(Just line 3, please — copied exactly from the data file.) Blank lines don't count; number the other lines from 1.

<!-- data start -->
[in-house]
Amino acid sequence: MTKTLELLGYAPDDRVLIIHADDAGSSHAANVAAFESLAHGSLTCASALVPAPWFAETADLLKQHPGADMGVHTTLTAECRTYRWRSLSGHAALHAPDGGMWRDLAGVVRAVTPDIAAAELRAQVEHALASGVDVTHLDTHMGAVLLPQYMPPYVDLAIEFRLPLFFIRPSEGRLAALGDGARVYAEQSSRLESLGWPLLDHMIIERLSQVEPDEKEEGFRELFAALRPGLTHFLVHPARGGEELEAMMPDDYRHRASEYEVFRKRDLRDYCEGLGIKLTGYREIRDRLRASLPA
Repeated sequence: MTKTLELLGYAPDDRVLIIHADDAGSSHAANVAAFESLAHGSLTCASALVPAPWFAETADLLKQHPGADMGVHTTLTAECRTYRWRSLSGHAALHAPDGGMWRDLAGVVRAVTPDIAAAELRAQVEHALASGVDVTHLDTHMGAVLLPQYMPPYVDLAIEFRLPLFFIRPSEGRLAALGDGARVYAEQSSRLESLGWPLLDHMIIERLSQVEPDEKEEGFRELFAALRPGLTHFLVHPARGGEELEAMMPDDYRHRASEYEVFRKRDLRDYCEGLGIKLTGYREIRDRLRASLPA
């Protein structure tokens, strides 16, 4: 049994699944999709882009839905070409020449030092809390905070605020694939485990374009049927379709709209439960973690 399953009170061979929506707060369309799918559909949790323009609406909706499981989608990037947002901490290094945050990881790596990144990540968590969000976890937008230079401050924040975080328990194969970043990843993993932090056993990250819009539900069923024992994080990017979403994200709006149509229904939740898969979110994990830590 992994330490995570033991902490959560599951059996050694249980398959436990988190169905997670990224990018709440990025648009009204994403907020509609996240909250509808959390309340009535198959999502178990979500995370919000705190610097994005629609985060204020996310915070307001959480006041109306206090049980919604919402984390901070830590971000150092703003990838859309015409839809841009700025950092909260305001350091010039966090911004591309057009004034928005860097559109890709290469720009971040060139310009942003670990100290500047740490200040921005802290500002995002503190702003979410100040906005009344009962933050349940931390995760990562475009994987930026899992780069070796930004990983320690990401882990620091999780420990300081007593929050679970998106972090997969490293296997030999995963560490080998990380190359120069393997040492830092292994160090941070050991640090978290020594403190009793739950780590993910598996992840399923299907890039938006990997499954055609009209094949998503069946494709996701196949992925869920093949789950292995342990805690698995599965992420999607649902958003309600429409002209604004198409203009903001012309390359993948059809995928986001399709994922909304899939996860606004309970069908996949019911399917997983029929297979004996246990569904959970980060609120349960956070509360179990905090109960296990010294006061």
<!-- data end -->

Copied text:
Repeated sequence: MTKTLELLGYAPDDRVLIIHADDAGSSHAANVAAFESLAHGSLTCASALVPAPWFAETADLLKQHPGADMGVHTTLTAECRTYRWRSLSGHAALHAPDGGMWRDLAGVVRAVTPDIAAAELRAQVEHALASGVDVTHLDTHMGAVLLPQYMPPYVDLAIEFRLPLFFIRPSEGRLAALGDGARVYAEQSSRLESLGWPLLDHMIIERLSQVEPDEKEEGFRELFAALRPGLTHFLVHPARGGEELEAMMPDDYRHRASEYEVFRKRDLRDYCEGLGIKLTGYREIRDRLRASLPA